The best response is probably something like "Thank you." You have to appreciate the intent behind the remark even if you don't believe in God. If it was said sarcastically, however, anything is fair game. But why verbally spar with someone who meant it as something of a greeting? Or if he believes it is just an empirical fact, you could respond with, "Tell me something I don't know..."
Because as far as I could see, there's only a couple ways of looking at this:
1. If "Jesus loves you" was declarative, as in a fact, then it's just like walking up to someone and saying "The grass is green." It would be condescending because of its redundancy, if anything. But...
2. If "Jesus loves you" was said as a cultural gesture, or a greeting, similar to "Good morning", then the content of the statement doesn't really matter. Because "Good morning" shouldn't be taken literally; someone saying "Good morning" isn't literally saying "The morning is good", he is addressing you as an opening of a conversation. Similarly, "Jesus loves you" shouldn't be taken for its content, but the gesture -- what did the speaker mean?
3. If the speaker knows that you are atheist, and says "Jesus loves you" as an off-handed, sarcastic remark, then perhaps you could get into a debate with him about his faith.
But in my opinion, it would be rather immature to debate someone over a relatively innocent remark, especially when this person meant nothing by it whatsoever, just because you (or someone) feels marginalized, even if you feel he is being presumptuous. There are better times to start an argument. Don't fall into the overly aggressive "angry activist" stereotype.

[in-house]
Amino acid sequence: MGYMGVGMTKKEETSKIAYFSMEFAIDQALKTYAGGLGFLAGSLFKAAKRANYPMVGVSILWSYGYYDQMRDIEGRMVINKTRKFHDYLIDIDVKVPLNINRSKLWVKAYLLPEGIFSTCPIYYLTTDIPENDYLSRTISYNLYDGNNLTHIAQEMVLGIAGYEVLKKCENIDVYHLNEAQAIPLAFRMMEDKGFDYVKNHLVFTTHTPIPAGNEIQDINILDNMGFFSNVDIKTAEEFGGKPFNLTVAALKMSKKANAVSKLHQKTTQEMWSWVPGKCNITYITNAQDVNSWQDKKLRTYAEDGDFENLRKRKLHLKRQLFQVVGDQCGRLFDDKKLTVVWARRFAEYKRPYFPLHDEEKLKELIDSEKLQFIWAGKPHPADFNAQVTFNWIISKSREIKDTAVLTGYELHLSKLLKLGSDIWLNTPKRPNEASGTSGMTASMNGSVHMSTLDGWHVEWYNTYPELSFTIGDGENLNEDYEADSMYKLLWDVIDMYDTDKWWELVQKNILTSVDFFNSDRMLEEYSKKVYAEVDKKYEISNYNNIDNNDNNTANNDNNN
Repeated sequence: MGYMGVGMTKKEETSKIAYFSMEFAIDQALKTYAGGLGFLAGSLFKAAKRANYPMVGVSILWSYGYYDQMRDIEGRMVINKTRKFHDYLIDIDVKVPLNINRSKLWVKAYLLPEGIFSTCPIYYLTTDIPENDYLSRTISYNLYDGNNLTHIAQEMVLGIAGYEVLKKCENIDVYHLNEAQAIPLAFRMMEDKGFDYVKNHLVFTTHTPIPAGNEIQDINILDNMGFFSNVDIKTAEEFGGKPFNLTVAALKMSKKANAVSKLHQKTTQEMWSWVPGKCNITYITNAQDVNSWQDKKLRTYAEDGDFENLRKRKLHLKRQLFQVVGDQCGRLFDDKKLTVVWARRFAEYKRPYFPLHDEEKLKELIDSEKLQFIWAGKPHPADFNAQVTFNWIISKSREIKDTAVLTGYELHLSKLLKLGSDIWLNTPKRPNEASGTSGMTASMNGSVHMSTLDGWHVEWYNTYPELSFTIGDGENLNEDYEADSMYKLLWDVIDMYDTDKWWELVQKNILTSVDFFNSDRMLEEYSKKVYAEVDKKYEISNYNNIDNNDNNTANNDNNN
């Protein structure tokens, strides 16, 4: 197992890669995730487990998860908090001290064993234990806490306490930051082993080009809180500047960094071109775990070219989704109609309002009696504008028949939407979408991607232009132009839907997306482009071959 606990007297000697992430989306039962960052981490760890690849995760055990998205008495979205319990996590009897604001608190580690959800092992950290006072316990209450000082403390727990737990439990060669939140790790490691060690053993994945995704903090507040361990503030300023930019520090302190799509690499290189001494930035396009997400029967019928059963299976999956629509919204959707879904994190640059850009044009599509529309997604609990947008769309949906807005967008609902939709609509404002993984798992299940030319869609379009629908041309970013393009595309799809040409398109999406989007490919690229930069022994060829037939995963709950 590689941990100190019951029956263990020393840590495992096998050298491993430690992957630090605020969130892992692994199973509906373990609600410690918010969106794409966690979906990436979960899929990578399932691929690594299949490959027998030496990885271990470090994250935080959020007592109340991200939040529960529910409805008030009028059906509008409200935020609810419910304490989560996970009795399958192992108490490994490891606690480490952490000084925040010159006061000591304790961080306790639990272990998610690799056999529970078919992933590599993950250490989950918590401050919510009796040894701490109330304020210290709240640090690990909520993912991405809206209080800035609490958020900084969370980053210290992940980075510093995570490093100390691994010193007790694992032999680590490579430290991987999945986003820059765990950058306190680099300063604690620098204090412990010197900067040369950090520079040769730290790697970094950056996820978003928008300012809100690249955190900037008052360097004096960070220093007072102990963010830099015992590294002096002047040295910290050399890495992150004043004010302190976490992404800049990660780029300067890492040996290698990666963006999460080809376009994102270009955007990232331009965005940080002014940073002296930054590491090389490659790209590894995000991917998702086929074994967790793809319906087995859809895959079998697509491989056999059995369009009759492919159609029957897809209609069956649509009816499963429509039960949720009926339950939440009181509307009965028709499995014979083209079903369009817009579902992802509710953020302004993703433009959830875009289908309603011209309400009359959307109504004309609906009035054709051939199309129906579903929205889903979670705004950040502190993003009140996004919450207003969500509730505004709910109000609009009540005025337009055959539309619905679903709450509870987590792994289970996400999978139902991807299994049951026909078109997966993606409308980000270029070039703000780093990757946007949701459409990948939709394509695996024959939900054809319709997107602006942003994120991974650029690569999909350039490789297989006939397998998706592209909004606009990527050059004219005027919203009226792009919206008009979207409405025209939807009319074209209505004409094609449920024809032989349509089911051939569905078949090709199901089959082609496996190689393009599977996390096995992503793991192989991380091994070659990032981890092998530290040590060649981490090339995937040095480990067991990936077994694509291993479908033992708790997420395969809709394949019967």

"...meant nothing by it whatsoever"
I would debate that part.
I would say 90% of the time it is #2 (as I described in my previous post), a skeptical greeting. He is testing the waters to see if you share his faith. Once you understand that, you could affirm ("Thank you for reminding me."), negate ("I don't believe in God."), or just return the greeting ("How are you?"). But if you respond with a witty remark or go into debate mode, I'd say that's jumping the gun. That's just my opinion.
When someone says, "Jesus loves you", what is he really saying?
When someone says, "Jesus loves you", what is he really saying?
If it is a person I've never met, and they are going out of their way to talk to me, I assume that they are trying to say that, "The love of Christ is missing from my life."
And my reply (in my mind anyways) is "Are you fucking crazy?"
To an elderly person, "Thank you." To someone I don't know or in a non-conversational setting, a nod and a slight smile. If conversation seems appropriate, I might explain that I'm not a theist. But I would never, NEVER give some of the rude, insulting responses given here. This is why people hate atheists, and they have a point. Rudeness is never classy. I won't call myself an atheist because of people like these.
@ Jerry Wesner We may be rude, but to deny being an atheist when you do not believe in gods would be like my denying that I am Irish though I am, because the Irish are too argumentative and tend to sing aloud in public. Jerry, maybe if you are polite, and say you are an atheist, you may improve our poor reputation among the loving and courteous christians. I, though, will continue to sing out loud in public. (and I clearly remain argumentative!)